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Get gusto of gumbo without all the fat and calories

SHARE Get gusto of gumbo without all the fat and calories

Don't give up on gumbo, for all its rich, even overloaded, reputation. Nutritionists at the American Institute for Cancer Research, based in Washington, D.C., have reworked the traditional Louisiana dish to create more healthful and meatless variations.

They suggest the use of seasonings and cooking techniques that eliminate high levels of fat and calories but keep wonderful taste and textures. The following two gumbo-style dishes use vegetable ingredients instead of meat.

The "voodoo" in Voodoo Gumbo refers to the magic of mushrooms, which produce a rich body and satisfying "mouth feel" that make meat unnecessary.

Although technically not a gumbo, the "Red Bean Gumbo" is a close relative.


VOODOO GUMBO

2/3 cup flour

2 tablespoons canola oil

4 cups shiitake and-or portobello mushrooms, rinsed, patted dry and cut into large chunks

1/2 cup roughly chopped mild onion, such as Bermuda, or shallots

1/4 cup minced chives or tops of scallion onions

1/4 cup diced celery

1 tablespoon minced garlic

2 green bell peppers, seeded and cut into eighths

1 teaspoon salt, or to taste

1/2 teaspoon dried thyme

1/4 teaspoon freshly ground black pepper, or to taste

1/4 teaspoon cayenne pepper, or to taste

3 bay leaves

2 quarts vegetable broth

Hot sauce, to taste

1 to 2 teaspoons liquid smoke seasoning, or to taste (optional)

2 tablespoons finely chopped fresh chives (or 1 tablespoon dried), for garnish

4 cups hot cooked rice, either a mix of brown and wild rice, or all brown rice

File powder, to accompany gumbo (optional)

Make a nonfat roux in nonstick skillet: Lightly brown flour over low-to-medium heat, stirring constantly, until flour turns a light peanut butter color. Immediately transfer flour to a small bowl and set aside to cool.

In large, deep skillet or Dutch oven, heat oil over high heat until very hot. Depending on size of pan, saute mushrooms in enough batches so pan is not overcrowded, or mushrooms will cook instead of saute, causing them to ooze liquid. Remove sauteed mushrooms with slotted spoon and set aside.

Add onion to pan and saute about 1 minute. (Add 1 teaspoon of oil if necessary.) Add chives, celery and garlic and cook another 1 minute. Add bell peppers and cook about 1 minute, or until all vegetables are lightly sauteed. Sprinkle nonfat roux (browned flour) over vegetables and quickly stir in, scraping bottom of pan. Stir in herbs and seasonings.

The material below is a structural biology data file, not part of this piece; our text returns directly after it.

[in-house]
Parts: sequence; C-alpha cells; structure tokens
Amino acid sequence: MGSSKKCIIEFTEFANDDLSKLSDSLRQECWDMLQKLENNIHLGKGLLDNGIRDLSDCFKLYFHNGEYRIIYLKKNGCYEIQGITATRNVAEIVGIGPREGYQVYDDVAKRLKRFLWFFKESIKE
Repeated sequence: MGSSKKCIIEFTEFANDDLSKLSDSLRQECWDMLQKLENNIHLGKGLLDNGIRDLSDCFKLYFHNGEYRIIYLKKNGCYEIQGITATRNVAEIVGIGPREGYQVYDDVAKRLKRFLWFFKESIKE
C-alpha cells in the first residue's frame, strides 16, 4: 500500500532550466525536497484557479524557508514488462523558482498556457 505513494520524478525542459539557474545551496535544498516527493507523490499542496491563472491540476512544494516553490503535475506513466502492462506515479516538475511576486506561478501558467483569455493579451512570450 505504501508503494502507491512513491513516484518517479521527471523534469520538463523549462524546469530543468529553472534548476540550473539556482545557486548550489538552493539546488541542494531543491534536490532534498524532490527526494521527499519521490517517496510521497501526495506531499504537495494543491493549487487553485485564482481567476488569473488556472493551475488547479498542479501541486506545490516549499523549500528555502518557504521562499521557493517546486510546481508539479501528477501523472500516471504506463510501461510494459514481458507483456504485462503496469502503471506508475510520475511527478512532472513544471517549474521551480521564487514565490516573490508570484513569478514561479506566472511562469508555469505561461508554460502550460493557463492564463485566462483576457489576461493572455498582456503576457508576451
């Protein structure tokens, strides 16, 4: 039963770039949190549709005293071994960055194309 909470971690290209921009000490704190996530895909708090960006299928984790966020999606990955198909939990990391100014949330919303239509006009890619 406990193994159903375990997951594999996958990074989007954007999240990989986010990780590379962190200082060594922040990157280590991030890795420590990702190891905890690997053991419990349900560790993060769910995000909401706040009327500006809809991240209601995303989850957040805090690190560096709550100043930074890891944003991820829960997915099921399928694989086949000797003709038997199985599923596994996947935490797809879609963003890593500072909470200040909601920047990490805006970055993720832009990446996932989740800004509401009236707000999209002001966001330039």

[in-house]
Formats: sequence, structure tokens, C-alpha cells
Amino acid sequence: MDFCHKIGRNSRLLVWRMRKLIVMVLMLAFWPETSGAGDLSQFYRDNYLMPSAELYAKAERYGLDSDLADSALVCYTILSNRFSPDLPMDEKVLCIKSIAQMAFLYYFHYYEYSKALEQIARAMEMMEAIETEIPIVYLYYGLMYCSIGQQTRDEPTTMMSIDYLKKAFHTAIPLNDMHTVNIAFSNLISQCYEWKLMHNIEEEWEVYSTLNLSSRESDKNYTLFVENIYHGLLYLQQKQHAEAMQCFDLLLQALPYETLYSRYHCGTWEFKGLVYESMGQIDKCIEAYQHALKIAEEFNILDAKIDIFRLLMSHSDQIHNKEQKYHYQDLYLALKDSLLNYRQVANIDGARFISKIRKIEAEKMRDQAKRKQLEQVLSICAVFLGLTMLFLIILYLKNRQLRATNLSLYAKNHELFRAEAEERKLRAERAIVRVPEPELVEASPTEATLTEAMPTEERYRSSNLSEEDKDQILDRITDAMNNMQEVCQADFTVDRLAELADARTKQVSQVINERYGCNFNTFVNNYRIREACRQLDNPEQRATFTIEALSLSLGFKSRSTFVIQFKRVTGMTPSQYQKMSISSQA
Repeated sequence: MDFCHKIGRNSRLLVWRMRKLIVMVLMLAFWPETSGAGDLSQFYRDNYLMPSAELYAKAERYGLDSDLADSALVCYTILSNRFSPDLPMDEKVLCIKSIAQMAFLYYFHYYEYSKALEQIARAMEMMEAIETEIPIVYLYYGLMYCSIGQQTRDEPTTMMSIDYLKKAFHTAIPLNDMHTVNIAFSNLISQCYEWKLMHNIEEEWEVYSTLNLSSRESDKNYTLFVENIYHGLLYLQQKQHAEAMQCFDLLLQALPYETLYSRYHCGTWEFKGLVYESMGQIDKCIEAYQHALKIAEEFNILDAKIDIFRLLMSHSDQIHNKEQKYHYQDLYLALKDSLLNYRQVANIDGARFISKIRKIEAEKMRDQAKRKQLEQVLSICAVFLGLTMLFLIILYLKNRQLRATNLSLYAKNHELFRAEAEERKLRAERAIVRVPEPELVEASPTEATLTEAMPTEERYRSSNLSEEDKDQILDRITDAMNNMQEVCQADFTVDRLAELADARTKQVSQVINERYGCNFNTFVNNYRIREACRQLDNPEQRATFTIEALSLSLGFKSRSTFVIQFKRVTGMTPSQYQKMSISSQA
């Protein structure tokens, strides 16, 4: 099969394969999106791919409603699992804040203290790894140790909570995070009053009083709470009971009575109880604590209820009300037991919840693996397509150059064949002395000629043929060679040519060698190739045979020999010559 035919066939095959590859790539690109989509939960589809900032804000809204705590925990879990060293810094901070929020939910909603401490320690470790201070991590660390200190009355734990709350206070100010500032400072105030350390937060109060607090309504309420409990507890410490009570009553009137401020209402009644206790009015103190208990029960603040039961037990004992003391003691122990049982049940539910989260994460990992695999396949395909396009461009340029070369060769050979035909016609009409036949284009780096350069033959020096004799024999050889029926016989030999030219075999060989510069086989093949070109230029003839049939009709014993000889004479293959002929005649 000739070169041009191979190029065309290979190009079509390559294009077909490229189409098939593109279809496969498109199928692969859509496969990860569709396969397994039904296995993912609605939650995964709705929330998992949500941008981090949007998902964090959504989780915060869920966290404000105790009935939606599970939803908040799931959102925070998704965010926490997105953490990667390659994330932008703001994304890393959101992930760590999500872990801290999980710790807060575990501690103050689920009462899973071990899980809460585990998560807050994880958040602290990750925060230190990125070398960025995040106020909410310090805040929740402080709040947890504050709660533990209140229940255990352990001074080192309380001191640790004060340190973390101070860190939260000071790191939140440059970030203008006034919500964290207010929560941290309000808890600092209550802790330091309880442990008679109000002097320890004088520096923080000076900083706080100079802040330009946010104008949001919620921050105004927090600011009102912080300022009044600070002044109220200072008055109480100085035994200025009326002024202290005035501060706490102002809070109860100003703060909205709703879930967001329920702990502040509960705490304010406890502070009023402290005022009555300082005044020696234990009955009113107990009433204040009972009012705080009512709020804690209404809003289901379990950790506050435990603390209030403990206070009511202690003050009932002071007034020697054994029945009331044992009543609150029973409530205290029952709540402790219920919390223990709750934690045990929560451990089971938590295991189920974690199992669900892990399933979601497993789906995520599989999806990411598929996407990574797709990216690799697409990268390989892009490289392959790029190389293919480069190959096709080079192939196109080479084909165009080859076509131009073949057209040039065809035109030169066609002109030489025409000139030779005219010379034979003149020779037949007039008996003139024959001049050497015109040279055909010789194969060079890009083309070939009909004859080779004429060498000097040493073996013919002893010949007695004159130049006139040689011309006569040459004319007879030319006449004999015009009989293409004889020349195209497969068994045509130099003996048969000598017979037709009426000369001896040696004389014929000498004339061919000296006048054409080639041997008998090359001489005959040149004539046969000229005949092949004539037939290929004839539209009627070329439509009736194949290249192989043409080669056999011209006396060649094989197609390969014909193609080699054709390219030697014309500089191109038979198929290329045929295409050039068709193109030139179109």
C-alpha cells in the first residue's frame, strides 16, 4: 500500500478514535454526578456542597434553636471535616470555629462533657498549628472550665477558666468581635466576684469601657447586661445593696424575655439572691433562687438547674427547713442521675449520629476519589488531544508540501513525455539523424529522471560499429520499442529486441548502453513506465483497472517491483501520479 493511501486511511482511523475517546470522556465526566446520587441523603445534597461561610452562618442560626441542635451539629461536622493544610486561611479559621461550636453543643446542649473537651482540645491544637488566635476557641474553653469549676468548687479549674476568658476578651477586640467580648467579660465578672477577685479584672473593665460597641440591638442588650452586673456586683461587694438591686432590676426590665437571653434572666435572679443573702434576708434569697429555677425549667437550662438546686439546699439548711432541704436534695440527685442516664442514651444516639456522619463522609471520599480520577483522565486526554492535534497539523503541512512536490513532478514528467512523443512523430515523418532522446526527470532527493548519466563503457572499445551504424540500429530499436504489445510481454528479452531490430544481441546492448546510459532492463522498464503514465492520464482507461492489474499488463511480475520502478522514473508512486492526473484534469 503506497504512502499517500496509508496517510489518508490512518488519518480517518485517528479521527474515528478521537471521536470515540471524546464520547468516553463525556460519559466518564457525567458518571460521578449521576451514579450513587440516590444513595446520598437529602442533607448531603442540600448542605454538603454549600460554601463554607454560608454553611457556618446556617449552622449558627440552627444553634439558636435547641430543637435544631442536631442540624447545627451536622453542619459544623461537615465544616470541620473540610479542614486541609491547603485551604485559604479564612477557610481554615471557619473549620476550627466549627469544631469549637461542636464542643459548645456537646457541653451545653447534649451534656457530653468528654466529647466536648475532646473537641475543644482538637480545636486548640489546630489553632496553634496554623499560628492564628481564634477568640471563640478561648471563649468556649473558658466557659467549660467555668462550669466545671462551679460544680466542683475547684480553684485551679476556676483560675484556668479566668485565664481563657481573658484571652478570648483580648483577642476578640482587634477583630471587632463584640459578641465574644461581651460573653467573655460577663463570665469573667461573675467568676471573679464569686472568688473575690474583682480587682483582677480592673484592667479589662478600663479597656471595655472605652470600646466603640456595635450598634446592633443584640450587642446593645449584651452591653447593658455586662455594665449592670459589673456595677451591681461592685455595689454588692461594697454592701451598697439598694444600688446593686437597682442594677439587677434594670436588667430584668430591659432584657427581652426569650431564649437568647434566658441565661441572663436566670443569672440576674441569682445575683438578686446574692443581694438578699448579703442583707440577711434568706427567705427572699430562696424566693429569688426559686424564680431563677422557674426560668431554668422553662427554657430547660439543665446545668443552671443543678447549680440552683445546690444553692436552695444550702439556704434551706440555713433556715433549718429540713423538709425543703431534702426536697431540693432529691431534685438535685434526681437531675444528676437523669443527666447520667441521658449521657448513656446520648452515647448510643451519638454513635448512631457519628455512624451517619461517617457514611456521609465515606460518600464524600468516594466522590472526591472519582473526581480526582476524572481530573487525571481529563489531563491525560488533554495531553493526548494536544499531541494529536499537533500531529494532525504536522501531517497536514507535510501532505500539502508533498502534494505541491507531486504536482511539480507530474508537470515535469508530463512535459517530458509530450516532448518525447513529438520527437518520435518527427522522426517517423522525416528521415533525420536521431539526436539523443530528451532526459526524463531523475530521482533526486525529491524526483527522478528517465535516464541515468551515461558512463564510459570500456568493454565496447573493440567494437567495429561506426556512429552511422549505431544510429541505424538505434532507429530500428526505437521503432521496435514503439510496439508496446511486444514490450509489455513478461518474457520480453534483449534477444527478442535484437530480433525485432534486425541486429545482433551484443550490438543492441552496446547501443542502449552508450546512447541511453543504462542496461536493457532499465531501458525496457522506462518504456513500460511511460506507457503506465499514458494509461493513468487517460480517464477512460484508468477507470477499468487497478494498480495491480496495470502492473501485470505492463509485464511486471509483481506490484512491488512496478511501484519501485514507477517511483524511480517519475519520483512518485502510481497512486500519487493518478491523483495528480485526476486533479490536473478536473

Slowly add broth, whisking or stirring constantly, to blend to a smooth, lump-free mixture. Add mushrooms, bring to a boil and immediately reduce heat to simmer gently until mushrooms are tender, about 10 minutes. Adjust seasonings, adding more salt and black and cayenne peppers to taste if necessary. Add hot sauce and liquid smoke seasoning (if used) to taste.

During the cooking process, oil may be released from the roux. Before serving, any excess fat should be skimmed off with a skimmer or paper toweling. (Chilling overnight in a refrigerator improves taste of gumbo and in the process, fat will congeal and become easier to remove from surface.)

When ready to serve, divide cooked rice evenly among 6 bowls. Spoon equal amounts of gumbo over rice. Garnish with chopped chives. Serve with file powder for individuals to spoon into gumbo to taste. Makes 6 servings, each containing 304 calories and 6 grams of fat.


RED BEAN GUMBO

1 pound dried red kidney beans (about 2 cups), picked over and rinsed

2 tablespoons canola oil

3 cloves garlic, minced

1 cup chopped onion

1 cup chopped celery

1/2 cup chopped green bell pepper

8 ounces chopped lean country ham (optional)

1 teaspoon dried thyme

1 teaspoon dried oregano

1 teaspoon freshly ground pepper, or to taste

1/4 teaspoon ground red pepper, or to taste

1 teaspoon salt, or to taste (optional)

8 cups defatted chicken bouillon or vegetable stock

1 to 2 teaspoon liquid smoke seasoning, or to taste (optional)

4 cups hot cooked rice (see Note)

File powder, to accompany gumbo (optional)

A few drops of hot sauce, or to taste (optional)

About 1 hour before preparing the gumbo: In large container or pot, cover beans with boiling hot water to at least 2 inches. Cover and let stand until beans have swelled to at least twice their size and have absorbed most of water, about 1 hour. Drain beans, discarding soaking liquid.

In a large, heavy pot or Dutch oven, heat oil until hot. Add onion and garlic and gently saute until onion is translucent and garlic is soft, taking care they do not brown. Add celery and bell pepper and saute 1 to 2 minutes more, stirring frequently. Add ham and lightly saute.

Mix in herbs, seasonings, bouillon and beans. Bring to a boil, then reduce heat to a simmer. Partially cover and simmer, stirring occasionally, until beans are tender, about 1 hour.

Note: Although white rice is the traditional accompaniment, for added nutrition, use brown rice.

Makes 6 servings, each containing 516 calories and 8 grams of fat.


A free copy of the American Institute for Cancer Research's brochure, "The New American Plate," may be obtained by calling (800) 843-8114, extension 33, between 9 a.m. and 5 p.m. EDT, Monday through Friday. On the Web: www.aicr.org.